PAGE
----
Photo Courtesy of Phil DonlanI now knew we had half a mile of running on the flat top of Pendle, another descent, a final climb and then home for tea and cake. It played out essentially that way, with me holding my place on the top, dropping a couple on the downhill section (a few little crags on this one, just to keep you on your toes), then working as hard as possible, again with hands-on-grass, on the last uphill, knowing this was the last chance to push for places – in the event, I gained half a dozen or so, and hit CP10 (at the trig passed on the first leg) opening my legs desperate to hold whatever slim advantage had been gained in the last 15 miles. The leg to CP11 was the reverse of the initial leg, but a little to the west – grassy and downhill all the way to Ogden Clough, easy running and probably fun were it not for the competition. It hit me here that I wanted this place, wherever in the field I was, and that the competitive urge largely absent for a long while was back – I would probably not resort to knee-capping other runners to hold my position (this isn’t XC, after all!), but I’d not dismiss the idea out of hand…idle thoughts aside, I had breath in my right ear and the vests of Bowland, Todmorden, Rossendale and some club in red ahead of me, all of them possibly catchable. Some, on the reservoir road that makes up the final mile, were caught, others were not, and some who’d not been in sight initially were chased fruitlessly as I got closer – there was even an approximation of a sprint finish, entirely in vain as I was never going to make up 30 yards on someone who was themselves only 20 yards from the line.

That, then, was that – the line crossed, a ‘well done’ from the time-keeper and handshakes with those in front and behind me for a race hard-fought, whilst drinking from the jerry-cans of water set out for runners. 17 miles done and a category AL race in the bag, for the grand cost of £9. As things stand, writing this on Sunday evening whilst wearing the race T-shirt that the organisers throw in), I don’t actually know my finishing time (3hrs-ish?), nor my position (top half?), but am satisfied they couldn’t have been a lot better on the day in what is always going to be a hard race, no matter the conditions: six times up and six times down a hill that’s not that high sound so much easier than it actually is.

Aykley Heads Cross Country – A view from marshal point 18, Saturday, November 18, 2017

Tamsin Imber

Sarah, Emil and I stood at our marshal point the top of the hill, just before the entrance into the woods. We were as ready as we could be! Two layers of everything, high vis, Sarah’s flask of tea, and food. All would be needed for this four-hour stint. Alas, I had not been able to locate my camping chairs from under my neighbour’s pile of stuff in the shed, but never mind, it was probably too cold to sit down between races anyway!

The kids’ races had been lovely to marshal and to cheer them on. I saw Oscar and a few kids from junior parkrun. The organisation of the emergency system was tested out as a girl in the Under 15’s race threw herself to the ground halfway up the hill and lay on her back! The response from a nearby spectator to summon a medic was immediate. Luckily all was well. As soon as she saw the medic rushing towards her she leapt-up, springing to life, and continued running up the hill! It had just been a power nap!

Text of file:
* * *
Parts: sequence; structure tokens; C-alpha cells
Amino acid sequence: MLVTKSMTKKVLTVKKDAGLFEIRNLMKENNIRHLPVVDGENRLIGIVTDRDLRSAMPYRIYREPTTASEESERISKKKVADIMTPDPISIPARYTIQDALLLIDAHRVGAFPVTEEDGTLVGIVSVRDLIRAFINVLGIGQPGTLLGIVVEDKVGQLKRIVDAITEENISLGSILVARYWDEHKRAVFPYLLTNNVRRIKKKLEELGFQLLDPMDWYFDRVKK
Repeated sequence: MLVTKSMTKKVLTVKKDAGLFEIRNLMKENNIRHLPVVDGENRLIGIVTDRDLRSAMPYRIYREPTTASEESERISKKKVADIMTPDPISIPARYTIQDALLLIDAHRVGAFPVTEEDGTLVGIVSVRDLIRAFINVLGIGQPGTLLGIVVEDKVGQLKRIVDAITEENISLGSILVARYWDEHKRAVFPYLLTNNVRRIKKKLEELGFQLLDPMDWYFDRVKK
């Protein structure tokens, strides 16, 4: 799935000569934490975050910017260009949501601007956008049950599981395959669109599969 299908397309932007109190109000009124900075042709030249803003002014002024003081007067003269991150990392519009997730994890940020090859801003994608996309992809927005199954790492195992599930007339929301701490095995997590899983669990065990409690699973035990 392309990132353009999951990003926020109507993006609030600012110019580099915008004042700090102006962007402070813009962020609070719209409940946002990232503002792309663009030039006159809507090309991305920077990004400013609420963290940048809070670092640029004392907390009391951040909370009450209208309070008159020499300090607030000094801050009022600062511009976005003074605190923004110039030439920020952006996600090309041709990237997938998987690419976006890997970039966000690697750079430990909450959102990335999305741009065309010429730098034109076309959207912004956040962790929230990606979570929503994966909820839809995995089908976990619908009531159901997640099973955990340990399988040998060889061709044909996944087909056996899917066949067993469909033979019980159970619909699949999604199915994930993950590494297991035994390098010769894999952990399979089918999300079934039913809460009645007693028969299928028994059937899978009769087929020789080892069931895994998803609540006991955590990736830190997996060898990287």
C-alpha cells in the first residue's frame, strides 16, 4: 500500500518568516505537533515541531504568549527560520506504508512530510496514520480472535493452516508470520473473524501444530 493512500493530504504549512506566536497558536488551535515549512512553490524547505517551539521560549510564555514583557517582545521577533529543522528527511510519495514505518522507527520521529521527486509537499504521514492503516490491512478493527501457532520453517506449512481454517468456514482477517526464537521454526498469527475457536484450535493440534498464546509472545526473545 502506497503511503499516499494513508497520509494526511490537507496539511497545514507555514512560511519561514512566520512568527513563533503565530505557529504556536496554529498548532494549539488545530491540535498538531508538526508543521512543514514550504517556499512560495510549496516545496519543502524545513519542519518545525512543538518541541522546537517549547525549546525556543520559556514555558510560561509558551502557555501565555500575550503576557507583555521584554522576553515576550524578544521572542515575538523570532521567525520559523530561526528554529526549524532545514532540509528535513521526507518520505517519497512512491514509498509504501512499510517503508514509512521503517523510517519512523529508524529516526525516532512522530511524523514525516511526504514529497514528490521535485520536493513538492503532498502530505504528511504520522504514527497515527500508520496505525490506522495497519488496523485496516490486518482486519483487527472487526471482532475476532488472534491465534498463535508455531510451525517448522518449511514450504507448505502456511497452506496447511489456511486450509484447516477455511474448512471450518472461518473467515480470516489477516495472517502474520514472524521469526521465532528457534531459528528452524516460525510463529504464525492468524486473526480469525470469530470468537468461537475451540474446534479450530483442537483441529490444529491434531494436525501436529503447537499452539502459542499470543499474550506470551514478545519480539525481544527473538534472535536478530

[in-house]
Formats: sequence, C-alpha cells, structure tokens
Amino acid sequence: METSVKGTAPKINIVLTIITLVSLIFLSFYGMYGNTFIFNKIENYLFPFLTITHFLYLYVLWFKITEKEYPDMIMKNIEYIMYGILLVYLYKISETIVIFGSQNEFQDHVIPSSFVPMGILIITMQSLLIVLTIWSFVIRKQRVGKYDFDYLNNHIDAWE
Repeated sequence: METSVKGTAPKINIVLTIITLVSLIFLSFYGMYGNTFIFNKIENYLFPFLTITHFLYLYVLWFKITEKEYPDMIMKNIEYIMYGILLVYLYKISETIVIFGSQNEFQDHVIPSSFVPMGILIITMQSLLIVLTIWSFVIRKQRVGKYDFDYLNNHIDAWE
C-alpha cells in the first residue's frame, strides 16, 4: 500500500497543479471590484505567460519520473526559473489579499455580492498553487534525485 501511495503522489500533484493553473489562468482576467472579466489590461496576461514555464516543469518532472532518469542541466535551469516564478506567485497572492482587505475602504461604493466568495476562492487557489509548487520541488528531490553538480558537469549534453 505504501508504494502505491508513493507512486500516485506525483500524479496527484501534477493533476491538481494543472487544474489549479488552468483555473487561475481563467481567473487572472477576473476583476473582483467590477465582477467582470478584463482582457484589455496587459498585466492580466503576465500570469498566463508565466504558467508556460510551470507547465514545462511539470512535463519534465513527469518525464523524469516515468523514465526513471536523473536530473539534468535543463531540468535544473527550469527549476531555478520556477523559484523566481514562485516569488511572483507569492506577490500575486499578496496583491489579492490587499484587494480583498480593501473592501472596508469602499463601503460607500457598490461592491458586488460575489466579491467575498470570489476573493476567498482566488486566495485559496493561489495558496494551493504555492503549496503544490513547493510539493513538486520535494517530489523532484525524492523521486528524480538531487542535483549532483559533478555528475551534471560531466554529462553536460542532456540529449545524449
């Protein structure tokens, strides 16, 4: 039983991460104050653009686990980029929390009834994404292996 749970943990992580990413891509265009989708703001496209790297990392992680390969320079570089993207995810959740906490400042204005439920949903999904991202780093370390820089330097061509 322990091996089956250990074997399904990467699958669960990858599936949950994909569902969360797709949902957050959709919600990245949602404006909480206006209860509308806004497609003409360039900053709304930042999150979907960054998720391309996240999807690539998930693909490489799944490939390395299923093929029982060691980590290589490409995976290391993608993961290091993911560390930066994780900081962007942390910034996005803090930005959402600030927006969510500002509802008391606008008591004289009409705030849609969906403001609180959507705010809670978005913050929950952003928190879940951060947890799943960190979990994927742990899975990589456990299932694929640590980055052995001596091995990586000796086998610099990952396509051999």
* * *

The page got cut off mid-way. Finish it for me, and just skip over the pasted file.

It was nearly quarter past one. Sarah had gone off to the start area. From our viewpoint, Emil and I could see the start area and tents in the distance. We saw a HUGE crowd of runners gathering near the start of the senior woman’s race! We waited in suspense. Bang! And they were off! It was like watching a handful of stones that have been thrown into the air, in that some were moving off faster than others. Interestingly, after a very short distance, the runners at the front of the pack seemed to spread out a lot quicker than everyone else. Was this because they had more space? Was this because they had planned a fast start? …?

The pack ran around the top of the field and then disappeared from our sight over the brow of the far hill. I was surprised at how long it seemed before the medium pack were started, and then again at how long it was until the fast pack were started. Normally it feels like thirty seconds when you are waiting to start yourself but from the position of a relaxed marshal, it was all a bit different! Once the fast pack had disappeared from sight, it all went a bit quiet from that direction, and Emil and I waited in suspense! When would we see the head of the first runner coming into view?! I suspected that this hill from a runner’s perspective would be long and gruelling! Sarah and Emil were both running today so were going to have to become additionally ‘at one’ with this hill by the end of the day!

When the first runners came into view it was brilliant!! Very exciting! Especially as Laura Weightman ran past and I’ve only ever watched her run on the TV before! There were two runners in front of her. I wondered if Laura Weightman was just biding her time. I wondered if she feels pressure to win every Cross Country race and if so, how does she cope with that?

Much better than that though was seeing Sally charging up the hill in fourth place!! Totally Awesome (please leave the capital A)! And then more and more Striders! In fact, as a whole, every single Strider was way up in the field! Fantastic running from everyone! Everyone was putting in their all! Brilliant, brilliant efforts all round! We heard the cheers from the finish area as people started and continued to finish. Well done all of you!